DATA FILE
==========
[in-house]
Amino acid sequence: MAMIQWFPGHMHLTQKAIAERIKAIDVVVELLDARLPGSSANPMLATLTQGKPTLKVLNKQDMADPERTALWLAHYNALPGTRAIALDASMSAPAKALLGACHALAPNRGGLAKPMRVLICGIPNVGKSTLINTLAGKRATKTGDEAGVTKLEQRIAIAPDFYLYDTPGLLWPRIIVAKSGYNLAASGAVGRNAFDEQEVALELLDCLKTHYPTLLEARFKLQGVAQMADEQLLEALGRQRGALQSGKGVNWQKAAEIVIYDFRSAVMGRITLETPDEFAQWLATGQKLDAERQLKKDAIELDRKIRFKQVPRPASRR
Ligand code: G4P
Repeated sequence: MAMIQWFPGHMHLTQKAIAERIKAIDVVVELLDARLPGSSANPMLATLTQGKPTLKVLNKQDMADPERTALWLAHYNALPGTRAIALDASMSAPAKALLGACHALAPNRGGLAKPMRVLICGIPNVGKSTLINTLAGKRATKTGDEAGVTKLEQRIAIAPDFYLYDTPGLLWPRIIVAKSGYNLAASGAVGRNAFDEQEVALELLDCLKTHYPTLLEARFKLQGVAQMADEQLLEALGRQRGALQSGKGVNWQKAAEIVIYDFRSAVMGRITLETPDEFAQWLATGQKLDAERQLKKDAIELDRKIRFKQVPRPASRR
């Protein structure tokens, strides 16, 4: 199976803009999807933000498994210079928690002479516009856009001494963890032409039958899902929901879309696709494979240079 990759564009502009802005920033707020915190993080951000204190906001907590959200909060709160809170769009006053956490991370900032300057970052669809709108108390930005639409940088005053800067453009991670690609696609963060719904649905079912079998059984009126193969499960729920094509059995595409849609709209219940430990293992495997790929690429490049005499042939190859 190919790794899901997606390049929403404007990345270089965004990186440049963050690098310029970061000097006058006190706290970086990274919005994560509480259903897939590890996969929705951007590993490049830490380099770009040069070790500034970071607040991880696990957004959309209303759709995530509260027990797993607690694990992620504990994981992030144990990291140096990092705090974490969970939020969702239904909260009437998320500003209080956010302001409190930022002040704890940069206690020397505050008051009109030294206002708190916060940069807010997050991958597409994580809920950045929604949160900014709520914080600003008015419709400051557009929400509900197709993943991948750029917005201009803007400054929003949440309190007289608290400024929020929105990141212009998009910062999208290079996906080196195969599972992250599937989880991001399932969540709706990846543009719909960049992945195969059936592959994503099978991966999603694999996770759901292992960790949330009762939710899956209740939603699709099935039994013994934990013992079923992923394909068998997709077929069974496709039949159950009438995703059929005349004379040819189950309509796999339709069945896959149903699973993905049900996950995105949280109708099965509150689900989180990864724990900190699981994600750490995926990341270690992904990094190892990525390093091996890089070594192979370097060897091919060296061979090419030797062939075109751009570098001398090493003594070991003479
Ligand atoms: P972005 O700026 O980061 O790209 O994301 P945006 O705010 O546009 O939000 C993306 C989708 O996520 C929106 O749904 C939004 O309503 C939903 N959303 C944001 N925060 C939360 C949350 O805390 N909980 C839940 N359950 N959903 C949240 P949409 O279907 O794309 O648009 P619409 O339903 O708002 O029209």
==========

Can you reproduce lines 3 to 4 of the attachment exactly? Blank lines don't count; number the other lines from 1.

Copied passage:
Ligand code: G4P
Repeated sequence: MAMIQWFPGHMHLTQKAIAERIKAIDVVVELLDARLPGSSANPMLATLTQGKPTLKVLNKQDMADPERTALWLAHYNALPGTRAIALDASMSAPAKALLGACHALAPNRGGLAKPMRVLICGIPNVGKSTLINTLAGKRATKTGDEAGVTKLEQRIAIAPDFYLYDTPGLLWPRIIVAKSGYNLAASGAVGRNAFDEQEVALELLDCLKTHYPTLLEARFKLQGVAQMADEQLLEALGRQRGALQSGKGVNWQKAAEIVIYDFRSAVMGRITLETPDEFAQWLATGQKLDAERQLKKDAIELDRKIRFKQVPRPASRR